At Large  July 18, 2023  Rebecca Schiffman

See Replica of Jay-Z’s Recording Studio in Surprise Exhibition

Photo Credit Gregg Richards

Lyrics from Jay-Z songs appeared on the facade of the Brooklyn Public Library’s main branch ahead of his surprise exhibition “The Book of HOV.”

Would you like to enter the studio where Jay-Z created some of his most celebrated and beloved songs? Well now you can. While the actual studio closed in 2010, curious fans can head to the Brooklyn Public Library to check out a full-scale recreation of the main room of Jay-Z’s Baseline Recording Studios. The room is just one attraction in “The Book of HOV,” a sprawling just-opened exhibition at the main branch of the library that pays tribute to the  life and legacy of the iconic musician. Oh, and the exhibition was a complete surprise to the artist.

For the past year, the team at his entertainment company Roc Nation worked in secret to organize a remarkable showcase that celebrates Jay-Z's unparalleled career, featuring artwork, memorabilia, sneakers, never before seen images, and clothing from the artist’s archives in three major installations throughout the library. 

“I know he wouldn’t let us do this,” Desiree Perez, the chief executive of Roc Nation, told the New York Times about keeping the exhibition under wraps. “This could never happen if he was involved.”

Photo Credit Gregg Richards

Installation view of "The Book of HOV" at the Brooklyn Public Library

Born Shawn Corey Carter, Jay-Z grew up on the streets of Brooklyn. He was raised at the Marcy Houses  a public housing project in the Bedford-Stuyvesant neighborhood just down the block from the BPL. Raised by a single mother with his three older siblings, Carter had a tough childhood: he dropped out of high school, sold crack cocaine, and was shot multiple times. But despite the odds, his musical talents as a rapper helped launch what would become a spectacular career in entertainment. 

He began to work with Jaz-O who became his mentor and from there worked his way up. From rap battles with LL Cool J in the 1990s to selling his CDs out of his car, Jay-Z began to make a name for himself. He, along with Damon “Dame” Dash and Kareem “Biggs” Burke, created their own independent label, Roc-A-Fella Records, and began putting out music. 

Jay-Z’s story is special and unique to his hometown. So, when conceiving of this exhibition, it was important to pay homage to his beginnings and the community that surrounds him in Bed-Stuy. Desiree Perez said the team wanted this showcase to be open to everyone. This need for accessibility led the team to choose a public library rather than a museum or gallery. On this, Perez said, “Jay belongs to the people…[the Brooklyn Public Library] is a place that feels comfortable. It’s not intimidating.”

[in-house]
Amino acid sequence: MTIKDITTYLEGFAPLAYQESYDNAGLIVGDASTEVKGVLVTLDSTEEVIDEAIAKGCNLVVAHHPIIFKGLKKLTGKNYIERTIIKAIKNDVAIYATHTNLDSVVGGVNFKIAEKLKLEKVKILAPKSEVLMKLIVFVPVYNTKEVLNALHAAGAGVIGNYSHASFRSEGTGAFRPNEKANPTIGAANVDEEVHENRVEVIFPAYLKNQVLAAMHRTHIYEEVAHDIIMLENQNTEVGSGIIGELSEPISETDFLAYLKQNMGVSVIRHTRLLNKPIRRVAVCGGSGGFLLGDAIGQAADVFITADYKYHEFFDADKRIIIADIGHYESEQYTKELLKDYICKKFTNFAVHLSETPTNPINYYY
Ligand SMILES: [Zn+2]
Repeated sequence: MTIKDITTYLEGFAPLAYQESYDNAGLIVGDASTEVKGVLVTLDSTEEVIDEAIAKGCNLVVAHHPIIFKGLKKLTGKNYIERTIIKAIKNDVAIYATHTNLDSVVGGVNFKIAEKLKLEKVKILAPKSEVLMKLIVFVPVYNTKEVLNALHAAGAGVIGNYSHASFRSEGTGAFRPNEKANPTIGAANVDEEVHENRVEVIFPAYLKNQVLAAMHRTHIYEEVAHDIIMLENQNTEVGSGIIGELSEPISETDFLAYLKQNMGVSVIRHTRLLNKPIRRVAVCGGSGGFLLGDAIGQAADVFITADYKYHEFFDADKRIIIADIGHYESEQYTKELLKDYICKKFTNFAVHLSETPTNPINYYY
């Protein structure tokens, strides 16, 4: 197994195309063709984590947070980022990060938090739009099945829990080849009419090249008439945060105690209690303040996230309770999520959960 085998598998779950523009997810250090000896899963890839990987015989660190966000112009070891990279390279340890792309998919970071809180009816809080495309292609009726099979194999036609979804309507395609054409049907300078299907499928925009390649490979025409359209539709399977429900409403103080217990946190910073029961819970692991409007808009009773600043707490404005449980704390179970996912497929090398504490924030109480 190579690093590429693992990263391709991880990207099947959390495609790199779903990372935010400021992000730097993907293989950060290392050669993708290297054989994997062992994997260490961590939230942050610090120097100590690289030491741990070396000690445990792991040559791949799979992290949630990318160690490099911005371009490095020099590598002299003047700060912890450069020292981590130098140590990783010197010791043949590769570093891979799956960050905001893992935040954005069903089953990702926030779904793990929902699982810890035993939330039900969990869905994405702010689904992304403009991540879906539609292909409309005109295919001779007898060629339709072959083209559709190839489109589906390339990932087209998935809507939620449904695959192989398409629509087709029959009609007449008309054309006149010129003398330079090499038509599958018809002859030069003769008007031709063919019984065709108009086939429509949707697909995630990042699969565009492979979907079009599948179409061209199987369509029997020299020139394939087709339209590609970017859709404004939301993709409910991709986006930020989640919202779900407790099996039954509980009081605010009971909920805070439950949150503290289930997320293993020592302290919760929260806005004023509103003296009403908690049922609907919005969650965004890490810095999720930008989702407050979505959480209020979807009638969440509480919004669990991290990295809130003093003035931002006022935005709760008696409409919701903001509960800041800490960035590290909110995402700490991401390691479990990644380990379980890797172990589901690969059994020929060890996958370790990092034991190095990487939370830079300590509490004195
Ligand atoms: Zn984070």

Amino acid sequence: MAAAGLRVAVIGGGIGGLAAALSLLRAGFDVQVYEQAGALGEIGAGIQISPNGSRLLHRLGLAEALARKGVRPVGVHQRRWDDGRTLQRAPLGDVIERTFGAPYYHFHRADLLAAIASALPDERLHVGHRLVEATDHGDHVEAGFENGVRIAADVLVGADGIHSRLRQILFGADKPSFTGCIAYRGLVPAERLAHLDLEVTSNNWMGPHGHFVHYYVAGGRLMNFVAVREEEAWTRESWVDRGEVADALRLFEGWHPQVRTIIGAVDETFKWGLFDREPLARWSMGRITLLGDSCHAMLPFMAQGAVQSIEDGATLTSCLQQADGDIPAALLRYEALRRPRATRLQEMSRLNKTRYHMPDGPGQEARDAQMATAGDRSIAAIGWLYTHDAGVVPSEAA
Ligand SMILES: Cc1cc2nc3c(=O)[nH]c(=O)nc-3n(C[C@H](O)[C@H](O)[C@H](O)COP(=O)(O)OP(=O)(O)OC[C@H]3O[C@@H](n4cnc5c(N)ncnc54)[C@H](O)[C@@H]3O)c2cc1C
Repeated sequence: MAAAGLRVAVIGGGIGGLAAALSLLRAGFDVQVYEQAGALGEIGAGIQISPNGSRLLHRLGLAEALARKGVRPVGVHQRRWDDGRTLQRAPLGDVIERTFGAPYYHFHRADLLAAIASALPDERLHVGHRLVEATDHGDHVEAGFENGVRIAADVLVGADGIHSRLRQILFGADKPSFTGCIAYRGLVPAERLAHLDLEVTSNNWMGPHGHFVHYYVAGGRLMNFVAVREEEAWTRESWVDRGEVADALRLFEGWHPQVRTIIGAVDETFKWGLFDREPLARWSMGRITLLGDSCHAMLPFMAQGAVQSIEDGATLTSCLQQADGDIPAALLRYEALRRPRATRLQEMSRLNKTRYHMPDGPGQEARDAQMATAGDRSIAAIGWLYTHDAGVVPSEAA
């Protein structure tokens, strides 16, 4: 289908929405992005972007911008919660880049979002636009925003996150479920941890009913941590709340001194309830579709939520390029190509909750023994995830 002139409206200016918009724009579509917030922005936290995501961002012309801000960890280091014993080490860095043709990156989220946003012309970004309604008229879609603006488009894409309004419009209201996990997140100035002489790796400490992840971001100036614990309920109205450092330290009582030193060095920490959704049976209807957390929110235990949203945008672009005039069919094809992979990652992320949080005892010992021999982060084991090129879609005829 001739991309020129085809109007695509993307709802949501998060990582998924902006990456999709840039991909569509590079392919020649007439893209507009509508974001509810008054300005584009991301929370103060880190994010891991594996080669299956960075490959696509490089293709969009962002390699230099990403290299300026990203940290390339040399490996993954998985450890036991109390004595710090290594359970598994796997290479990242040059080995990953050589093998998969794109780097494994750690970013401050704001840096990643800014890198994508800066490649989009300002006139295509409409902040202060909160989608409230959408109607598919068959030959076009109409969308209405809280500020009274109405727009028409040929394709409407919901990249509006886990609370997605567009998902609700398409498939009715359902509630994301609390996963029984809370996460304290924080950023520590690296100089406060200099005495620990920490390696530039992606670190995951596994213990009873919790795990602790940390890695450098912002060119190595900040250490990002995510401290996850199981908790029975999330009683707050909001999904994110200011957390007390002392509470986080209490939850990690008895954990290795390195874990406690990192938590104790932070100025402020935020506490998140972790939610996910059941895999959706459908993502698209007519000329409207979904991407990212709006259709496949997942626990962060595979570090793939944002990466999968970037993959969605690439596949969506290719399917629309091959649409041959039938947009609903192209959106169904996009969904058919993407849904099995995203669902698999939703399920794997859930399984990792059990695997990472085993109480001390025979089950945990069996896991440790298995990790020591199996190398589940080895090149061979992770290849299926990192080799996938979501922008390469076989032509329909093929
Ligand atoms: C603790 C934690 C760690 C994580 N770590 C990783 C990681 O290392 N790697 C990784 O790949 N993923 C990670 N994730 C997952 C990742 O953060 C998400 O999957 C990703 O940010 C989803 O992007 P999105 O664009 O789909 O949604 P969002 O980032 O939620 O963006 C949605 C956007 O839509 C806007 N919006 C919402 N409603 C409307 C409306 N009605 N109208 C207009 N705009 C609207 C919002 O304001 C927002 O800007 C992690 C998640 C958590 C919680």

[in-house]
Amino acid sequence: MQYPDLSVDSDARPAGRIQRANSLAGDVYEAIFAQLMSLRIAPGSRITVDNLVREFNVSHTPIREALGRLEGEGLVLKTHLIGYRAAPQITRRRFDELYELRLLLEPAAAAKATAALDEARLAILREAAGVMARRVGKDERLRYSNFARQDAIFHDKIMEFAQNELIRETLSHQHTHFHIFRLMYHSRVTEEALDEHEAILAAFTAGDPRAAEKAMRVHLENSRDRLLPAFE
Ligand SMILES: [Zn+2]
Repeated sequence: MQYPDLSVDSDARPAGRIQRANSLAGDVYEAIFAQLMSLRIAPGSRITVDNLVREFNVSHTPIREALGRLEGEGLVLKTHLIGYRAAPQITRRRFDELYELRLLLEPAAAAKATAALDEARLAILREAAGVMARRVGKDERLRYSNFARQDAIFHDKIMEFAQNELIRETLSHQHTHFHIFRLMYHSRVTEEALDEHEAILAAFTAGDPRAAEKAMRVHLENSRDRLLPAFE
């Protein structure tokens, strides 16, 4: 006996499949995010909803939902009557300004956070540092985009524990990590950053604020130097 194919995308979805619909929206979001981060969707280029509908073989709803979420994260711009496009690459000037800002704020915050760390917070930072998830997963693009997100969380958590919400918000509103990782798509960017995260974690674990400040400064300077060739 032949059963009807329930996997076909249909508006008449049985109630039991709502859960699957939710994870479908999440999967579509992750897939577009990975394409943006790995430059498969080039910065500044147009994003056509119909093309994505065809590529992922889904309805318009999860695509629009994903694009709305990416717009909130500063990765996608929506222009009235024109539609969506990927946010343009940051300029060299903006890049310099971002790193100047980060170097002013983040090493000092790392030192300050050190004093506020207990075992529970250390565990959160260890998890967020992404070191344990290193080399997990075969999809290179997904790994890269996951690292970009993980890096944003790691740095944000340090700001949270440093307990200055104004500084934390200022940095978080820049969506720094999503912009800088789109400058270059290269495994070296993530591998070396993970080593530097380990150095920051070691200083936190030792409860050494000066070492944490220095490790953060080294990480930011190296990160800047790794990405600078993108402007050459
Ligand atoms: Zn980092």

Photo Credit Gregg Richards

Installation view of "The Book of HOV" at the Brooklyn Public Library

The exhibition is right at home at the BPL, and begins from the outside in. The week prior to its opening, the Library plastered some of the rapper’s greatest lyrics to the facade of the building as a teaser for the exhibition. Inside, “The Book of HOV” spans the entire building and is organized in eight parts referencing significant chapters of Jay-Z’s life, from “A Work of Art Already” that holds archival interviews and audio from all 13 of his solo albums, to “Business, Man” that charts Jay-Z’s journey to own his own record label and master recordings, to “Did It All Without a Pen” that goes into the rapper’s songwriting abilities – all of his poetry he creates, he does so without writing it down. In each section, visitors can explore various visual, physical, and audio-based stories that tell the tale of Jay-Z, who made it from Bed Stuy to the world stage, and back again.

Photo Credit Gregg Richards

Installation view of "The Book of HOV" at the Brooklyn Public Library

“Win Win” showcases the rapper’s battle with social injustice, and on view are his awards from the NAACP and GLAAD, and various ephemera from the Shawn Carter Foundation, which supports students facing socio-economic hardships attend and get through college. In another section there is the legendary Glastonbury Festival guitar and the microphone and stand that Jay-Z used at the festival. Nearby, there is a case with Jay-Z’s notorious Brooklyn Nets jersey and blue Yankees cap. 

Section III of the exhibit is just beyond the library’s main atrium and holds the replica of Baseline Studios. It was important to the rapper to have his own space, to create the right atmosphere for song-writing and community. He found a second-floor space on West 26th Street, a friend designed the interior, and Baseline Studios opened in 2000. Baseline was open to everyone from rookies to accomplished producers to share their beats or create music together. Sometimes, if you were lucky, your music could make it onto Jay-Z’s album. The recreation of the space stands as a reminder that creating your own community for both yourself and others can inspire the best creative minds, and that it's important to surround yourself with people.

Upon entering the Brooklyn Public Library, visitors are met with a newly commissioned Daniel Arsham sculpture, “HOV’s Hands” (2023), created for the exhibition. Outstretched hands made of volcanic ash hold up a triangle with the index fingers and thumbs, symbolizing the Roc sign, a diamond shaped hand signal that represents the Roc-A-Fella and Rocawear label. It's emblematic of what is to come, both for the visitors of the exhibition who are discovering the extraordinary story of Jay-Z, but also for the man himself, to reflect on all that he has created and to see what lies ahead.

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